VLBA: The Very Long Baseline Array

The VLBA plays a major role in the observation and monitoring of the dynamics of the central regions of active galactic nuclei (AGN).

The VLBA provides excellent angular resolution, allowing to probe parsec-scale structures at the centers of distant galaxies.

The Very Long Baseline Array (VLBA) is an interferometer consisting of 10 identical antennas, separated by distances from 200km to transcontinental 8600 km (with the longest baseline between Mauna Kea, Hawaii and St. Croix, Virgin Islands). The VLBA is controlled remotely from the Science Operations Center in Socorro, New Mexico. Each VLBA station consists of a 25m antenna and an adjacent control building. During observing runs the received signals at each VLBA station are independently amplified, digitized, and recorded on fast, high capacity recorders, and then sent to the correlator in Socorro where they are (cross)correlated.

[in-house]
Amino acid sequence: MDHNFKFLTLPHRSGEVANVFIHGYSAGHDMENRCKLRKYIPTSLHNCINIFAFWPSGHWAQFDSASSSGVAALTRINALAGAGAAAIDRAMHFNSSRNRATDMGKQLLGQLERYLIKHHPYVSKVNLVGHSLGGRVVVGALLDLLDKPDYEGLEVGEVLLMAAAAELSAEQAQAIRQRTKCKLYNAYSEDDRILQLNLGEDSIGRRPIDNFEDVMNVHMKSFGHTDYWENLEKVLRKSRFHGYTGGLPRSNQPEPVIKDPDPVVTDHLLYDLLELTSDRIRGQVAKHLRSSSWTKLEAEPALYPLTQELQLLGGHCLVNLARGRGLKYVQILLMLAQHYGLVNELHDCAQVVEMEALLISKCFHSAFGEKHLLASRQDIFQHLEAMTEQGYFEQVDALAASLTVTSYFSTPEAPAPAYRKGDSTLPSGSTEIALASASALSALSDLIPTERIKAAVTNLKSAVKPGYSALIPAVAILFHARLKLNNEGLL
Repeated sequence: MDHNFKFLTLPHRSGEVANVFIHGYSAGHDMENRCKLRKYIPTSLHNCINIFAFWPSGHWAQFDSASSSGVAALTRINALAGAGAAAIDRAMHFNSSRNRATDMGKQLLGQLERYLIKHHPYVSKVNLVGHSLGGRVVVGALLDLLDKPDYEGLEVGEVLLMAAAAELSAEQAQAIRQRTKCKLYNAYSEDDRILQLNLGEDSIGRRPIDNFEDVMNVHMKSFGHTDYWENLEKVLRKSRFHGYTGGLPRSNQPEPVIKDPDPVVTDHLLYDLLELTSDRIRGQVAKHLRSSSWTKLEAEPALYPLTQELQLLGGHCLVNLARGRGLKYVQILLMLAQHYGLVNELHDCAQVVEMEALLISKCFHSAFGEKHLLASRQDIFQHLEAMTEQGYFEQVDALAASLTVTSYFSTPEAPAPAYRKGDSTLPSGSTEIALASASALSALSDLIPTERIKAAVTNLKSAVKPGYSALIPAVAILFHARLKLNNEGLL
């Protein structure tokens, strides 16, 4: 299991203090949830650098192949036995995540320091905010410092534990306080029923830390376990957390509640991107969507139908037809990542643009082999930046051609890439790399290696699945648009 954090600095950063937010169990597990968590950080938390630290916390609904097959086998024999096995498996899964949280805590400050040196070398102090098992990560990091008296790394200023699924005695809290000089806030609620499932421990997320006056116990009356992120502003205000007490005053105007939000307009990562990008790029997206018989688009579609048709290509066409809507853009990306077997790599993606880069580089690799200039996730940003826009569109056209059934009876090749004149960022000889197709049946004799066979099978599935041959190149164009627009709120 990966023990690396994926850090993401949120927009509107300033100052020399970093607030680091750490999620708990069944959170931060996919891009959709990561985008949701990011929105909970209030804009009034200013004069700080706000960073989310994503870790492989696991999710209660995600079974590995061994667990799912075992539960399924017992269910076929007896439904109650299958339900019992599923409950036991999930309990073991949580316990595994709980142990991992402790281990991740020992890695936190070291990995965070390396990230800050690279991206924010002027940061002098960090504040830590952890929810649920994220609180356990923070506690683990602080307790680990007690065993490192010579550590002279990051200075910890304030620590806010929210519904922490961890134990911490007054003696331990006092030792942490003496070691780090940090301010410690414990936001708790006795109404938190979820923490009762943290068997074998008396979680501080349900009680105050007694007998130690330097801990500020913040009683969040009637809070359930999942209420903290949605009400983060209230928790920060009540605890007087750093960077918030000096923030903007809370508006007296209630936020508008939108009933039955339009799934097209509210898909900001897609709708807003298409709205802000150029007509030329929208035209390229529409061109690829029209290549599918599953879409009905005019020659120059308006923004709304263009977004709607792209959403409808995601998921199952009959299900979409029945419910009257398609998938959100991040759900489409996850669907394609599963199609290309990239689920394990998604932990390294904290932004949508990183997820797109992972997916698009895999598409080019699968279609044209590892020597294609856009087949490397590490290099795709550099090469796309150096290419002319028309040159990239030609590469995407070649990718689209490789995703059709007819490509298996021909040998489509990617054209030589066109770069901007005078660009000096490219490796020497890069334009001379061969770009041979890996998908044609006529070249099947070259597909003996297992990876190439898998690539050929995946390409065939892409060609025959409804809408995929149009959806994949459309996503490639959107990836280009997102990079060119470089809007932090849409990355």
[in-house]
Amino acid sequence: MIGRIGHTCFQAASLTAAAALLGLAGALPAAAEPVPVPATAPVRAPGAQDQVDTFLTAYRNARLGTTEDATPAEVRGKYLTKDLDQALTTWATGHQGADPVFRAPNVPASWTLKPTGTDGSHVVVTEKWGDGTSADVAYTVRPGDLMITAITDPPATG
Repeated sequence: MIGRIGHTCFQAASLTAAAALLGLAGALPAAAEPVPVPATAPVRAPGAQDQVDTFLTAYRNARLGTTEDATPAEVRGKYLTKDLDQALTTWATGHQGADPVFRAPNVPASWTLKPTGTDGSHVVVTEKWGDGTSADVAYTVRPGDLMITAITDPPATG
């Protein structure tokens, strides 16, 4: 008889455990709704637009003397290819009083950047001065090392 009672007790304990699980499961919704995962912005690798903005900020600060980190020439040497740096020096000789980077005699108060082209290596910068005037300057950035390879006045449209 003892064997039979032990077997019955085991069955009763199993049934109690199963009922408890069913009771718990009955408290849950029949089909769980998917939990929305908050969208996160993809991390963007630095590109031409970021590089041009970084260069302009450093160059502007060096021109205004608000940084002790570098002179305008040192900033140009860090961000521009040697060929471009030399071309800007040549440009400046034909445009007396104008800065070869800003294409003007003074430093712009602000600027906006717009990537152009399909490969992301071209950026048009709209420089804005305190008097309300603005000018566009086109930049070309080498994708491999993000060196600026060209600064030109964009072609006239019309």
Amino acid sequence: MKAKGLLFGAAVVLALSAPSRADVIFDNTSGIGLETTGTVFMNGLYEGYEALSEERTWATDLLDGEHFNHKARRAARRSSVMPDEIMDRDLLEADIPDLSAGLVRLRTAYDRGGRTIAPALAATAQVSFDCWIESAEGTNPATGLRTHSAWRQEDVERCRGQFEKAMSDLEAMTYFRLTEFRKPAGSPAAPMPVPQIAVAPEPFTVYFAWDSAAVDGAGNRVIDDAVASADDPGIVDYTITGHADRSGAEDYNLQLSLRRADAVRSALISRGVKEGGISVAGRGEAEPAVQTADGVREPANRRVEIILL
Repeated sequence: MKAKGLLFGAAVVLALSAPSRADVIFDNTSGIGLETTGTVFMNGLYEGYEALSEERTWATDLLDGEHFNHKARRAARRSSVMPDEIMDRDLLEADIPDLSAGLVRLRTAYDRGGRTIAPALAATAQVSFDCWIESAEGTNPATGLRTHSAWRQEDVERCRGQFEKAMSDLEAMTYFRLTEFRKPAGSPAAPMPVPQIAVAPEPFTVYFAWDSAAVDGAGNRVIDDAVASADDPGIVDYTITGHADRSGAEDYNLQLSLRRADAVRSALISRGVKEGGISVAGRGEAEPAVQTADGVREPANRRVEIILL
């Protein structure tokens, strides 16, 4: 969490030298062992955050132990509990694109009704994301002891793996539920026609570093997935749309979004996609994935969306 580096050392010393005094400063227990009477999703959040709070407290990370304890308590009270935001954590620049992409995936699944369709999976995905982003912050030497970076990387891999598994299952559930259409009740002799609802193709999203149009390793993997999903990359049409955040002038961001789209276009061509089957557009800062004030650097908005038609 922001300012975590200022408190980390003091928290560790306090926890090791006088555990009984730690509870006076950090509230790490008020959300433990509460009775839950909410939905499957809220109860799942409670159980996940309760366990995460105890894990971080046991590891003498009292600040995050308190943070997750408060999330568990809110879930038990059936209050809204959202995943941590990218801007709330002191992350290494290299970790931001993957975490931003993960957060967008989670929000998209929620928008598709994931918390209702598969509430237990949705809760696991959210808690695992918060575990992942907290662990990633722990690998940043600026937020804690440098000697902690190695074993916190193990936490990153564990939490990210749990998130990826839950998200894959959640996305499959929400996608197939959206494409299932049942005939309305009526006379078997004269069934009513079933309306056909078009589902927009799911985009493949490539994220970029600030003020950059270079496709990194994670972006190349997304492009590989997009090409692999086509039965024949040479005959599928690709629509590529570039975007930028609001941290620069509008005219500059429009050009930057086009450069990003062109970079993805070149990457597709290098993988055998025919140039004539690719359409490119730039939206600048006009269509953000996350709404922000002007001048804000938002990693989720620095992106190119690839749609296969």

The VLBA observes at wavelengths of 90 cm to 3 mm (312 MHz to 96 GHz) in nine discrete bands plus two narrow sub-gigahertz bands, including the primary spectral lines that produce high-brightness maser emission. VLBA can be used to observe and image a variety of compact radio sources having brightness temperatures higher than ~105K. The array’s continuum sensitivity can be dramatically improved by combining the VLBA array with other telescopes: with GBT, VLA, Arecibo and/or Effelsberg to create High Sensitivity Array (HSA), or with the existing VLBI-available telescopes in Europe and in the USA to create Global cm VLBI or Global mm VLBI Array (GMVA).

About 50% of available observing time is reserved for open skies observing, while the remaining time is dedicated to observations sponsored through the US Naval Observatory that provides a major contribution to the operation of the VLBA.

The VLBA is valuable in the age of multi-messenger astronomy. The NASA Fermi Gamma-ray Space Telescope has been in operation for over 10 years, and VLBA contributes through coordinated observations with Fermi casting light on the highly energetic processes in the Universe. The VLBA is also used to follow-up on transient events like Novae, GRBs, or neutron star mergers (one of the gravitational waves origins).

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